The undercover operation enabled producers to faithfully reproduce the Holy See, where much of the action in the film takes place.
The thriller, which has its world premiere in Rome on May 4, stars Tom Hanks as Harvard symbologist Robert Langdon racing against time to unravel a plot to destroy the Vatican.
The Catholic Church refused to let the movie be filmed in the Vatican or in any of its churches in Rome because of its anger over The Da Vinci Code, which revolves around the idea that Jesus married Mary Magdalene and secretly fathered children. The ban included the filming of church exteriors.
The Vatican said the film, which also stars Ewan McGregor and was adapted from Brown's best-selling book, was "an offence against God".
But that left producers with a big problem.
"The ban on filming put us in serious difficulty because we were not able to carry out the photographic surveys necessary to reconstruct the setting," special effects supervisor, Ryan Cook, told an Italian film magazine.
"So for weeks we sent a team of people who mixed with tourists and took thousands of photos and video footage."
The photos and film helped digital effects specialists recreate computer-generated images of the imposing statues, colonnades and monuments which encircle St Peter's Square, right down to the shadows they cast on the ground.
"We filled the square with a huge crowd, created mostly with digital figures, some standing still, others moving, clapping their hands or scratching their noses," Mr Cook told the magazine Ciak.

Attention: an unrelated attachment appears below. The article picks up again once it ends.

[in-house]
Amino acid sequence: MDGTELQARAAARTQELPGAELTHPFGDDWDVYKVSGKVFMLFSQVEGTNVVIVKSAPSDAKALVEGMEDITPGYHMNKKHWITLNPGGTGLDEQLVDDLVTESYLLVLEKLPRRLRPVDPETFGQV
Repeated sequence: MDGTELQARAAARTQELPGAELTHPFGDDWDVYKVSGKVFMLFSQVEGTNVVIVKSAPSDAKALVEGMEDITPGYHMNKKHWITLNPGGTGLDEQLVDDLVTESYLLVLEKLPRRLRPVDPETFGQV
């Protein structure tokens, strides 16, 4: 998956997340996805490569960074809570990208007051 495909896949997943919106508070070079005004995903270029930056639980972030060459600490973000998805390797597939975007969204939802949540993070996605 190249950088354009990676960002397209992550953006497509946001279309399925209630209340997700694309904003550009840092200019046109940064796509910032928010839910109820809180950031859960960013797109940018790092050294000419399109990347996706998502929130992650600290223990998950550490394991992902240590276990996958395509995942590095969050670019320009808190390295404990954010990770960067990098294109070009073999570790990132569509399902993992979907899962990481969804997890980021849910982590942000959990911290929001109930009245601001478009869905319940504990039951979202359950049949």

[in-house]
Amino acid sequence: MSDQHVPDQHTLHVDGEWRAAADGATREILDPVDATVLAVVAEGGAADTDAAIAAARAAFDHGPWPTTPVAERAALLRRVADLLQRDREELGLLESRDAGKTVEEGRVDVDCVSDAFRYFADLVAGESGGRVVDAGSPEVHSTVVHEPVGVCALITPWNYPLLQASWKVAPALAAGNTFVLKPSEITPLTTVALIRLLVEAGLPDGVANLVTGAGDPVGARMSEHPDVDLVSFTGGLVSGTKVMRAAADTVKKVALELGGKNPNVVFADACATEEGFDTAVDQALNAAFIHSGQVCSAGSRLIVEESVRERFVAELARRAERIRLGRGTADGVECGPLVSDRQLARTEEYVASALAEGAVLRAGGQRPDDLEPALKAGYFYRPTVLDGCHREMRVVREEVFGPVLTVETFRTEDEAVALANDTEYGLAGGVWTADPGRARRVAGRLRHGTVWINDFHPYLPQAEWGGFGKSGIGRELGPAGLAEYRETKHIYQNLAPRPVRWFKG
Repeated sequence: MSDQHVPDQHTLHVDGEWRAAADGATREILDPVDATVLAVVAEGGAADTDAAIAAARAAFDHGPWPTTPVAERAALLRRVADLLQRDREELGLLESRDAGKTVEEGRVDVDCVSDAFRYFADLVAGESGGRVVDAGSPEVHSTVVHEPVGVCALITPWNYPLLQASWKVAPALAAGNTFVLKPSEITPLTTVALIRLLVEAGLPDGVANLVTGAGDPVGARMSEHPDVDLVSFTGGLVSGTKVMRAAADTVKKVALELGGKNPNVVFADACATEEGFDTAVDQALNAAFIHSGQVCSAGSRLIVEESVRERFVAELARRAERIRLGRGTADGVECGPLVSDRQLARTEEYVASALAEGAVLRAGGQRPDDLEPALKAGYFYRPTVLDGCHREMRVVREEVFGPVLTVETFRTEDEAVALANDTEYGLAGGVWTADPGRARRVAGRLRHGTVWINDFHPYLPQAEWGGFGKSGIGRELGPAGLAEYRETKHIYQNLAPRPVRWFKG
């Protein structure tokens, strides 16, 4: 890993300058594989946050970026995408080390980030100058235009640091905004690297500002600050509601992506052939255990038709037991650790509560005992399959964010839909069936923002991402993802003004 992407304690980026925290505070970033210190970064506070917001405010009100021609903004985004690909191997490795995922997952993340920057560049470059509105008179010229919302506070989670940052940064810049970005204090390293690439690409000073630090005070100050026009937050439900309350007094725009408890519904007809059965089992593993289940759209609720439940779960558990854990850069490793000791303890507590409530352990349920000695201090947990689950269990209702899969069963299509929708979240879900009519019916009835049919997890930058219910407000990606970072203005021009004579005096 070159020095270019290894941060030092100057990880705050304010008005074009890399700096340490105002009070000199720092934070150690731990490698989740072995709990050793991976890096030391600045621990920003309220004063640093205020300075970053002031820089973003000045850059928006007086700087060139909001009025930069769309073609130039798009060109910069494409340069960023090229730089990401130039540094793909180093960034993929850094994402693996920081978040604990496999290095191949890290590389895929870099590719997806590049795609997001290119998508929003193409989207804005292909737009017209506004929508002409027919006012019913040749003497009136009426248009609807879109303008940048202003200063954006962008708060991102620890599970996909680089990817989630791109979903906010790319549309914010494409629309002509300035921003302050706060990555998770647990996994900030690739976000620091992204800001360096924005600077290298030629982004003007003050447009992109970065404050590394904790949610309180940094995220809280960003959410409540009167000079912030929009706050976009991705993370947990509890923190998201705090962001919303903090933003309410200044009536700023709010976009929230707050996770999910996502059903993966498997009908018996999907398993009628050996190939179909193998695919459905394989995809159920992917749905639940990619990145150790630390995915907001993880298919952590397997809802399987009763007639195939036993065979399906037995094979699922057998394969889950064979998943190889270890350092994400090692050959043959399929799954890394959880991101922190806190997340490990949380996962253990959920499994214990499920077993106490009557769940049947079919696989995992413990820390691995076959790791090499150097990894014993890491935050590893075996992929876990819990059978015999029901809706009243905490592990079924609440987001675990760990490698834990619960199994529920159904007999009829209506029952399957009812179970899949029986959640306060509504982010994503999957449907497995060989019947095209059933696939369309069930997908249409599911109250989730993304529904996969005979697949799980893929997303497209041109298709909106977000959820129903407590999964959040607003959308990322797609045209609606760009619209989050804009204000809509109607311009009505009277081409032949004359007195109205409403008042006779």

Ron Howard, the director, also had a scale model of the Vatican built in a film studio in Los Angeles in order to get around the Vatican's ban on filming.
He hinted in an interview in December that he had used a spot of subterfuge to complete the film, which is a prequel to The Da Vinci Code.
"We didn't shoot at the Vatican officially. But cameras can be made really small," he told an American television programme, Shootout.
The challenge of filming interior shots was overcome by using the grandiose halls and sweeping staircases of a former royal palace at Caserta, near Naples.
Angels and Demons, which Brown wrote before The Da Vinci Code, follows Langdon as he tries to stop a suspected plot by the Illuminati, an ancient secret society, from destroying the Vatican.
In announcing its prohibition on filming last year, Archbishop Velasio De Paolis, head of the Vatican's Prefecture for Economic Affairs, said Brown's books were blasphemous and "turned the Gospels upside down." Father Marco Fibbi, spokesman for the diocese of Rome, added: "Normally we read the script, but this time it was not necessary. The name Dan Brown was enough."
But the Vatican will have to brace itself for fresh indignation – Brown's long-awaited follow-up book, The Lost Symbol, will be released in September.
It has an initial print run of five million copies and explores the origins of Freemasonry.
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